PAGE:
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This is Anthony Byrnes Opening the Curtain on LA Theatre for KCRW.

They say that at the end of Shakespeare's plays, everyone's either dead or married.

Much Ado about Nothing falls into the wedding category. And you can experience all the nuptial bliss at the Kirk Douglas Theater in Culver City in a new production by the Los Angeles Shakespeare Center. It's a celebration of the Shakespeare company's 25th anniversary.

Full disclosure: I've taught out of Shakespeare Center's beautiful space for the last ten years and I'm an especially big fan of their "Will Power to Youth" program -- get it? Will Power?

So I really wanted to like this production...and it has a lot going for it. It's got Dakin Matthews and Tom Irwin heading up a talented cast. It's got alt-country star Lyle Lovett providing live acoustic accompaniment. It's got Artistic Director Ben Donnenberg directing. And it's set in the wine country and feels like a fun holiday wedding...there's drinking, there's dancing and good music...so what's the problem?

Like the cliché that oversimplifies Shakespeare's plays into death or marriage, this production emphasizes the cheery positive. It's played for laughs and glosses over the darker notes.

The story seems light enough: two couples, one young and willing, the other jaded and hesitant, both headed to the altar. Trouble is there's some real darkness along the way. The jaded older couple, the wits Beatrice and Benedick, are professed enemies in "a merry war" of words against each other and against the institution of marriage. The younger couple, Hero and Claudio, are dumbstruck by love, but on their wedding day things get messy. Claudio accuses Hero of being a whore and cheating on him.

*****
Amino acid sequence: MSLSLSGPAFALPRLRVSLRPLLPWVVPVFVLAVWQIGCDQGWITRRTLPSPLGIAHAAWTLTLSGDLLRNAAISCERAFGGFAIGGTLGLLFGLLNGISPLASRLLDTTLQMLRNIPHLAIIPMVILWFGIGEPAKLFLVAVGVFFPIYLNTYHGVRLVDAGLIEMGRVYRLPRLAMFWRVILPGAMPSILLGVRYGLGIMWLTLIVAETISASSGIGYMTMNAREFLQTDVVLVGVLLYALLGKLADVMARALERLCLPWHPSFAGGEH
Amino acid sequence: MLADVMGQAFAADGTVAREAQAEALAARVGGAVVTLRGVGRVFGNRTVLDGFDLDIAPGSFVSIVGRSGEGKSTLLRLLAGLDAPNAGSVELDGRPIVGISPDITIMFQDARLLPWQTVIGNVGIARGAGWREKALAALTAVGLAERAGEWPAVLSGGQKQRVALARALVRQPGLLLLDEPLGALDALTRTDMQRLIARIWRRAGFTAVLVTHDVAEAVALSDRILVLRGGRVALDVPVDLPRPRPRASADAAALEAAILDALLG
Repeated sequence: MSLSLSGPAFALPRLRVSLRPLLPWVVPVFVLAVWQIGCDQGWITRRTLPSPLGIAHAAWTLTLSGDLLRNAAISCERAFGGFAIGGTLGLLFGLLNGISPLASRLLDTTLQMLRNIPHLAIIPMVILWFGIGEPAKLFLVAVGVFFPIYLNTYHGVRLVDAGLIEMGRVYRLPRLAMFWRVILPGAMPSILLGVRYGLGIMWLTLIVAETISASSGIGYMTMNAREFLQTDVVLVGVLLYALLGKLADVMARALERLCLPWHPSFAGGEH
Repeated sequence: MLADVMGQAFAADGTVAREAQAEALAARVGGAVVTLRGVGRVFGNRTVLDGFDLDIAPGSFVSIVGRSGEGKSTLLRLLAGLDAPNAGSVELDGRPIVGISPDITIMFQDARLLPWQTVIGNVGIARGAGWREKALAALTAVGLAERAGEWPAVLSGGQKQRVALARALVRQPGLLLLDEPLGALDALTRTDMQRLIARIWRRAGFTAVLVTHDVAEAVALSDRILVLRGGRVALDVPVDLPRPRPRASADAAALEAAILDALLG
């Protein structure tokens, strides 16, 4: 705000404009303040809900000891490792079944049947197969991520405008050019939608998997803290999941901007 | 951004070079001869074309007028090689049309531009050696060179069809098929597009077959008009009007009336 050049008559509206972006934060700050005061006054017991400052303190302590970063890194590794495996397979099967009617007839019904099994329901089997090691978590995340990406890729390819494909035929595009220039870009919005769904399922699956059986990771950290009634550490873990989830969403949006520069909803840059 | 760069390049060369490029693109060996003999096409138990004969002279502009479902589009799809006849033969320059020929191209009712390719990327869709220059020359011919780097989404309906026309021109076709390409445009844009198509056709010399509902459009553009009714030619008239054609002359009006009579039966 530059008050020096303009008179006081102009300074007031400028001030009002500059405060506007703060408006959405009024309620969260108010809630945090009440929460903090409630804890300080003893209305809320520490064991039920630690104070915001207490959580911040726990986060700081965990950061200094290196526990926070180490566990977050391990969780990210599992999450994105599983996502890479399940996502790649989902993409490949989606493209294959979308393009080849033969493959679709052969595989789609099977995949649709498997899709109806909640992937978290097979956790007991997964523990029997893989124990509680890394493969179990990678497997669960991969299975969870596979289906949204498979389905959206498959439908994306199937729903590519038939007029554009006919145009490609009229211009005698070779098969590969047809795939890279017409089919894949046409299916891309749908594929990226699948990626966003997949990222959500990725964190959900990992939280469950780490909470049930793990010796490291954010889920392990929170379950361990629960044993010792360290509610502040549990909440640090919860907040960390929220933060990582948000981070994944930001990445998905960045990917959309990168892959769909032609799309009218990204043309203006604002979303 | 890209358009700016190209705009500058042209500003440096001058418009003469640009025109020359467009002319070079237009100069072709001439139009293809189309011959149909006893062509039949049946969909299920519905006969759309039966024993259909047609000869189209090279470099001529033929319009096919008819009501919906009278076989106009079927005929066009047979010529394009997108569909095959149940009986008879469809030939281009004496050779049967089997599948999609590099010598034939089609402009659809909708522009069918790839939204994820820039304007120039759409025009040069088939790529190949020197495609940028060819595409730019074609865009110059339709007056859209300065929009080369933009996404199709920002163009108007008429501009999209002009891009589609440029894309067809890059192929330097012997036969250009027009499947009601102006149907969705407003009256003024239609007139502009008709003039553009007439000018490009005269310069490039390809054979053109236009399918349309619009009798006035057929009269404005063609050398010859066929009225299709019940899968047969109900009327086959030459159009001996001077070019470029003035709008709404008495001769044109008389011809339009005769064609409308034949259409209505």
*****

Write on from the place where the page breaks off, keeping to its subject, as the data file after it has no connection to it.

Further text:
But the Shakespeare Company's production is so committed to the festivities that the darkness never rings true.

This is the tricky balancing act of Shakespeare's comedies. If the tone is purely 'comic,' the weight of the story doesn't come through. For instance, Much Ado about Nothing usually comes to life in the verbal sparring of Beatrice and Benedick. The two trade witty, cutting barbs that usually steal the show. Helen Hunt, of TV and film fame, would seem a perfect bit of casting in the role of Beatrice but she chooses a tone a bit too polite and deferential so we miss the thrill of watching passionate disdain turn into passionate love.

Ironically, it's in the music of Lyle Lovett that the evening comes closest to finding the right balance. Lovett plays the bit part of a singer named Balthasar. It's an excuse for a mini concert that seems more like stunt casting than useful storytelling - but at the pivotal moment Lovett's performance becomes transcendent. In one of those tricky Shakespearean plot twists, the lover Claudio is sent to his supposedly dead bride's tomb to apologize and make amends. After Claudio recites a quick poem, Lovett launches into "Promises," a song most of us know from the Dead Man Walking soundtrack. There's a gravitas, a depth, and an immediacy to Lovett's performance that the rest of the show struggles to find.

And maybe that's enough. Shakespeare Center should be celebrated for 25 years and maybe this feel good show is just the way to do it.

Much Ado About Nothing plays through the 19th at the Kirk Douglas Theater in Culver City.

For info on the show text the word "curtain" to 69866.

This is Anthony Byrnes Opening the Curtain on LA Theatre for KCRW.


Banner image: (L-R) Anthony Manough, Dakin Matthews, Greta Jung, Helen Hunt, Tom Irwin, Geoffrey Lower, Dawn-Lyen Gardner, Stephen Root and Chris Butler in the Shakespeare Center of Los Angeles' production of Much Ado about Nothing at Culver City's Kirk Douglas Theatre. Photo: Ed Krieger

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